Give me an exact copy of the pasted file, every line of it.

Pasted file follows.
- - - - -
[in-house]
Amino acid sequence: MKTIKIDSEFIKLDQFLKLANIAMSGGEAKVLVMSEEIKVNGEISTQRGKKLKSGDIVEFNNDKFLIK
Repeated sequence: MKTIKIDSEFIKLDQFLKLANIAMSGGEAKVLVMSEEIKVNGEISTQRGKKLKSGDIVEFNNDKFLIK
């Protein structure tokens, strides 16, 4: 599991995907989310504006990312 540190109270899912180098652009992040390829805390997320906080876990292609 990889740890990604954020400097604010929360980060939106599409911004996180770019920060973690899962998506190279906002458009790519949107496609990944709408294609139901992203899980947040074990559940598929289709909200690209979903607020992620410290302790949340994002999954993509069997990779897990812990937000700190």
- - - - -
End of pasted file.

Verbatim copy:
[in-house]
Amino acid sequence: MKTIKIDSEFIKLDQFLKLANIAMSGGEAKVLVMSEEIKVNGEISTQRGKKLKSGDIVEFNNDKFLIK
Repeated sequence: MKTIKIDSEFIKLDQFLKLANIAMSGGEAKVLVMSEEIKVNGEISTQRGKKLKSGDIVEFNNDKFLIK
């Protein structure tokens, strides 16, 4: 599991995907989310504006990312 540190109270899912180098652009992040390829805390997320906080876990292609 990889740890990604954020400097604010929360980060939106599409911004996180770019920060973690899962998506190279906002458009790519949107496609990944709408294609139901992203899980947040074990559940598929289709909200690209979903607020992620410290302790949340994002999954993509069997990779897990812990937000700190």